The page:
The handling of EV batteries has disrupted reverse logistics in Europe due to increased safety concerns, new regulations, unprecedented volumes of expected waste, and strategic interest in recycling critical raw materials. EV OEMs, recyclers, logistics companies, and economic operators are adopting innovative processes and circular business models to ensure reliable battery assessment, safe packaging, cost-efficient transportation, and rapid dismantling. Representatives from the BatteReverse project convened last June at the 2024 Battery Recycling Conference & Expo in Frankfurt to discuss these topics in panel discussion called ‘How To Efficiently Manage The Reverse Logistics Of EV Batteries: Challenges, Industry Best Practices And Future Developments’.  Moderated by Maarten Buysee (Bax), the panel aimed to explore the most efficient strategies for the reverse logistics of EV batteries, drawing on the experiences of the BatteReverse project and our community members.

Núria Gonzalez-García (Betteries) represented the perspective of the repurposer and discussed the primary bottlenecks they are facing, mainly related to economic viability. New, inexpensive, and high-performing batteries currently available on the market challenge the business case of second-life applications, and, consequently, battery circularity. The battery market is highly volatile and changes every year, making it hard to establish a stable model for battery second life. Additionally, the recycling demands in the upcoming Battery Regulation are not in favour of battery second life.

Nicolas Louchez (The Future is Neutral) shared experiences from the logistics perspective, focusing on the cost aspect and the importance of partnerships in establishing an effective reverse logistics chain. He emphasised that the costs of reverse logistics will ultimately fall on someone, and if inefficiently organised, this burden will likely be passed on to the end-user of the EV. However, with the right partnerships, economies of scale, and effective logistical planning, these costs can be reduced, making reverse logistics - and thus circularity -a viable business case for OEMs as well. Additionally, the regulation and classification of used batteries as waste complicate the handling of used EV batteries more than necessary, indicating there is room for improvement.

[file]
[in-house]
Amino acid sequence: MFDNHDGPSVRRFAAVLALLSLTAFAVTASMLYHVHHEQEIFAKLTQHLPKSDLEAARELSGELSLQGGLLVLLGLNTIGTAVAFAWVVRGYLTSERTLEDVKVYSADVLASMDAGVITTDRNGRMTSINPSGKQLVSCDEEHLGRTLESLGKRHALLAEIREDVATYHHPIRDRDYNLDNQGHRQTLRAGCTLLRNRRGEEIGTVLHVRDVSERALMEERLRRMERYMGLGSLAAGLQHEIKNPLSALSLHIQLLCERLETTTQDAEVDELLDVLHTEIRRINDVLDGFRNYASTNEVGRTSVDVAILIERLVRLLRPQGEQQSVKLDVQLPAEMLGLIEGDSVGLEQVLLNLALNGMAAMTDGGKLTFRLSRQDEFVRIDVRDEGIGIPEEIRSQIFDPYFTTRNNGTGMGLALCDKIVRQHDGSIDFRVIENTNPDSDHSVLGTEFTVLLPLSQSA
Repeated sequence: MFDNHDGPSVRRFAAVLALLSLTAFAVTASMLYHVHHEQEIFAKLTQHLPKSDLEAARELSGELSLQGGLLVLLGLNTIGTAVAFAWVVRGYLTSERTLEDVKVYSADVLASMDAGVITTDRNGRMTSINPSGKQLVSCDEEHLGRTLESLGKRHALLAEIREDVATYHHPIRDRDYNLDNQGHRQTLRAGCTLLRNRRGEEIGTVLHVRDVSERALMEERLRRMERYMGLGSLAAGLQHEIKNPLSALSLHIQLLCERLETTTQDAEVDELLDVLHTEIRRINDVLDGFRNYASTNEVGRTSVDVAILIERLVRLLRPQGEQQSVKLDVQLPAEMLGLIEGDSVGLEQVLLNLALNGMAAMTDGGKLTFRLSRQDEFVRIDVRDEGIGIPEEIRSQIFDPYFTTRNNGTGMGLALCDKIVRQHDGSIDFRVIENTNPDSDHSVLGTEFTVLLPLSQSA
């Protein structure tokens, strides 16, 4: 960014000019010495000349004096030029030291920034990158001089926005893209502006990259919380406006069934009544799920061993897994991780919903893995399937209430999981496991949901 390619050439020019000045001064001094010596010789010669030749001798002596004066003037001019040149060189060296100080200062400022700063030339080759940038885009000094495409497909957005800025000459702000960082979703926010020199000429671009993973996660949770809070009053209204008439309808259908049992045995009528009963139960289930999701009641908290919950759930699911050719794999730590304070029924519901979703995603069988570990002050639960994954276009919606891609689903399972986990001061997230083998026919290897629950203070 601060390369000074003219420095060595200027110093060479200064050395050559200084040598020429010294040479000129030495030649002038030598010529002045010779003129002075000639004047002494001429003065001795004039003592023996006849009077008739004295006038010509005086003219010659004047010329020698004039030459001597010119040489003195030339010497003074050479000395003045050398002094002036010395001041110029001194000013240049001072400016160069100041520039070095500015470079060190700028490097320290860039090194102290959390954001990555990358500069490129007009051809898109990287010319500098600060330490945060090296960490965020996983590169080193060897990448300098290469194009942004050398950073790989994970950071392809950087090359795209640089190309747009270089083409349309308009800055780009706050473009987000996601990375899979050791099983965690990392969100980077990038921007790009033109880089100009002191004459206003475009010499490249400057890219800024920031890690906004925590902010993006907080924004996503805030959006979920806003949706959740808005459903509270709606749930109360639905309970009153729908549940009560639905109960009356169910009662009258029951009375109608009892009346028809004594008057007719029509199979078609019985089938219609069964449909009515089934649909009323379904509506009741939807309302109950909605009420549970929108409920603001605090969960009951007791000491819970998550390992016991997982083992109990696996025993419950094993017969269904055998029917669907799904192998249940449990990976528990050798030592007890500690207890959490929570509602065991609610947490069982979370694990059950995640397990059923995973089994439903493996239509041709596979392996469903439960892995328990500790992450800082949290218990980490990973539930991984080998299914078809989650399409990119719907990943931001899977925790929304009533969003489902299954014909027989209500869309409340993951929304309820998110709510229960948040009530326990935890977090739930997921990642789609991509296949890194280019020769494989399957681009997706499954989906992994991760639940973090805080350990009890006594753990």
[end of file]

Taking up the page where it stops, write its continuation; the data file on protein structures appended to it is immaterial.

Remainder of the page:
Farouk Tedjar (TES) discussed the recycler's perspective, focusing on the changing battery chemistries and how their differing material values influence the management of battery end-of-life. Additionally, his involvement at the policy level, such as advising on UN standards for transporting hazardous waste, provided valuable insights into the complexity of the topic.

Udo Roth (Denios) addressed the topic of safe and intelligent battery packaging, covering aspects of battery monitoring, communication, regulation, and cost. He emphasised the importance of developing a business model that clarifies ownership and usage of the packaging boxes, ensuring that regulations on certification and battery classification do not result in overdesigned boxes, which would drive up the costs of reverse logistics. In the event of a thermal runaway emergency, it is crucial to establish a protocol detailing who receives alerts and how these alerts are managed.

Panel members Udo Roth, Farouk Tedjar, Nicolas Louches, Núria Gonzalez-García, and moderator Maarten Buysse.
Moderator Maarten Buysse (Bax)